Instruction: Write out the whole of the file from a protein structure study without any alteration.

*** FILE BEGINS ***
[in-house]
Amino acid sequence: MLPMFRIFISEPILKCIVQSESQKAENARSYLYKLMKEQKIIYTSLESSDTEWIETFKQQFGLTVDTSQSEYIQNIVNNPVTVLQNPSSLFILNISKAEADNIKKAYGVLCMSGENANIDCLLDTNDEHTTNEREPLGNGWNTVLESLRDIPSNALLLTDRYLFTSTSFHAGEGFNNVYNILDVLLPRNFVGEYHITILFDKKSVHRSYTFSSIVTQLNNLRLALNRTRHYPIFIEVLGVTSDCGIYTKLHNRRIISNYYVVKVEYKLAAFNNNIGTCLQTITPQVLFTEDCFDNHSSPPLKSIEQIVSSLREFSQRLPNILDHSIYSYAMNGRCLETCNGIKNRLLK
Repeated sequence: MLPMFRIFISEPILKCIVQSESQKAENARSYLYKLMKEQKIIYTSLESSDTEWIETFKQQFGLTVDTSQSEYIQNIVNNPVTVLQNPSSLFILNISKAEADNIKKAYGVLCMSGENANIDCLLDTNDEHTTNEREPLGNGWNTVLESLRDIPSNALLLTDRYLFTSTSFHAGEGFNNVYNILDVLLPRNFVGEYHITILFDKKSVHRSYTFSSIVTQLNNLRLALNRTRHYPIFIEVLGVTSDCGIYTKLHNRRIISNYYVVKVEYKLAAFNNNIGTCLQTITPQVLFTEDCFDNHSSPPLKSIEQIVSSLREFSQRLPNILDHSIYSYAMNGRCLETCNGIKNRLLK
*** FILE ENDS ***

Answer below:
[in-house]
Amino acid sequence: MLPMFRIFISEPILKCIVQSESQKAENARSYLYKLMKEQKIIYTSLESSDTEWIETFKQQFGLTVDTSQSEYIQNIVNNPVTVLQNPSSLFILNISKAEADNIKKAYGVLCMSGENANIDCLLDTNDEHTTNEREPLGNGWNTVLESLRDIPSNALLLTDRYLFTSTSFHAGEGFNNVYNILDVLLPRNFVGEYHITILFDKKSVHRSYTFSSIVTQLNNLRLALNRTRHYPIFIEVLGVTSDCGIYTKLHNRRIISNYYVVKVEYKLAAFNNNIGTCLQTITPQVLFTEDCFDNHSSPPLKSIEQIVSSLREFSQRLPNILDHSIYSYAMNGRCLETCNGIKNRLLK
Repeated sequence: MLPMFRIFISEPILKCIVQSESQKAENARSYLYKLMKEQKIIYTSLESSDTEWIETFKQQFGLTVDTSQSEYIQNIVNNPVTVLQNPSSLFILNISKAEADNIKKAYGVLCMSGENANIDCLLDTNDEHTTNEREPLGNGWNTVLESLRDIPSNALLLTDRYLFTSTSFHAGEGFNNVYNILDVLLPRNFVGEYHITILFDKKSVHRSYTFSSIVTQLNNLRLALNRTRHYPIFIEVLGVTSDCGIYTKLHNRRIISNYYVVKVEYKLAAFNNNIGTCLQTITPQVLFTEDCFDNHSSPPLKSIEQIVSSLREFSQRLPNILDHSIYSYAMNGRCLETCNGIKNRLLK